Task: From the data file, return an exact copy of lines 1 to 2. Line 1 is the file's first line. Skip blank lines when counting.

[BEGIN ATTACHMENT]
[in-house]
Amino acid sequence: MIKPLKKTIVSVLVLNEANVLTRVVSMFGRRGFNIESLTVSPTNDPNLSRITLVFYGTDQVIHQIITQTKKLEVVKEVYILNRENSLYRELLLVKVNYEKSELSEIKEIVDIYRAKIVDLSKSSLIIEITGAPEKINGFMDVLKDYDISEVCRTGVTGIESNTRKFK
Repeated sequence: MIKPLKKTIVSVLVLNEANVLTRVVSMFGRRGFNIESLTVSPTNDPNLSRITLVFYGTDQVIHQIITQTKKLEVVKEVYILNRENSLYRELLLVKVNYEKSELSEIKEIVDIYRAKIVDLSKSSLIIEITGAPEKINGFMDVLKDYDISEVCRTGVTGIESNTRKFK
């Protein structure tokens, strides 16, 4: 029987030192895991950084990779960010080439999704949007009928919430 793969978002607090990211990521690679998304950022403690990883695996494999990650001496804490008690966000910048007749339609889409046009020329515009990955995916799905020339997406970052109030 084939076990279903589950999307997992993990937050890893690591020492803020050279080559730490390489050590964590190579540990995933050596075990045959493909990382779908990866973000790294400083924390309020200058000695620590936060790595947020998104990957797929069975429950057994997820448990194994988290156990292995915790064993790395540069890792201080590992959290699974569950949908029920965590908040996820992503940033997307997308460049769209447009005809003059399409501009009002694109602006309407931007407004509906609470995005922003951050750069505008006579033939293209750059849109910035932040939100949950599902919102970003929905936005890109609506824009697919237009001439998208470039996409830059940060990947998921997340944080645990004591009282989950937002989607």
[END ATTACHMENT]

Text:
[in-house]
Amino acid sequence: MIKPLKKTIVSVLVLNEANVLTRVVSMFGRRGFNIESLTVSPTNDPNLSRITLVFYGTDQVIHQIITQTKKLEVVKEVYILNRENSLYRELLLVKVNYEKSELSEIKEIVDIYRAKIVDLSKSSLIIEITGAPEKINGFMDVLKDYDISEVCRTGVTGIESNTRKFK